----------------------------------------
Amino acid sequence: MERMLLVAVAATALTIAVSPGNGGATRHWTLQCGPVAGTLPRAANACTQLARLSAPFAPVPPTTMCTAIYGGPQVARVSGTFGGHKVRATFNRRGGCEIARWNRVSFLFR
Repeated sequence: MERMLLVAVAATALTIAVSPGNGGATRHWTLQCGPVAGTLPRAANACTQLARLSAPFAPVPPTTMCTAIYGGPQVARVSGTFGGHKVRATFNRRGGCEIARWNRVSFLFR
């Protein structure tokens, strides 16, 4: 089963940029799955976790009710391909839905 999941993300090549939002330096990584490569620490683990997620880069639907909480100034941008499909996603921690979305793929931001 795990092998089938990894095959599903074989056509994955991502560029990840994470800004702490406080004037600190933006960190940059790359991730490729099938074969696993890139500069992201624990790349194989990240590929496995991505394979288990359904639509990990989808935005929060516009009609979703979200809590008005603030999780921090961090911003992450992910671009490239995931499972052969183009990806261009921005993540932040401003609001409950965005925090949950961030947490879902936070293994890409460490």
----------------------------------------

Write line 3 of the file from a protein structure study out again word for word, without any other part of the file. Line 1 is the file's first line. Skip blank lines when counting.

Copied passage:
């Protein structure tokens, strides 16, 4: 089963940029799955976790009710391909839905 999941993300090549939002330096990584490569620490683990997620880069639907909480100034941008499909996603921690979305793929931001 795990092998089938990894095959599903074989056509994955991502560029990840994470800004702490406080004037600190933006960190940059790359991730490729099938074969696993890139500069992201624990790349194989990240590929496995991505394979288990359904639509990990989808935005929060516009009609979703979200809590008005603030999780921090961090911003992450992910671009490239995931499972052969183009990806261009921005993540932040401003609001409950965005925090949950961030947490879902936070293994890409460490």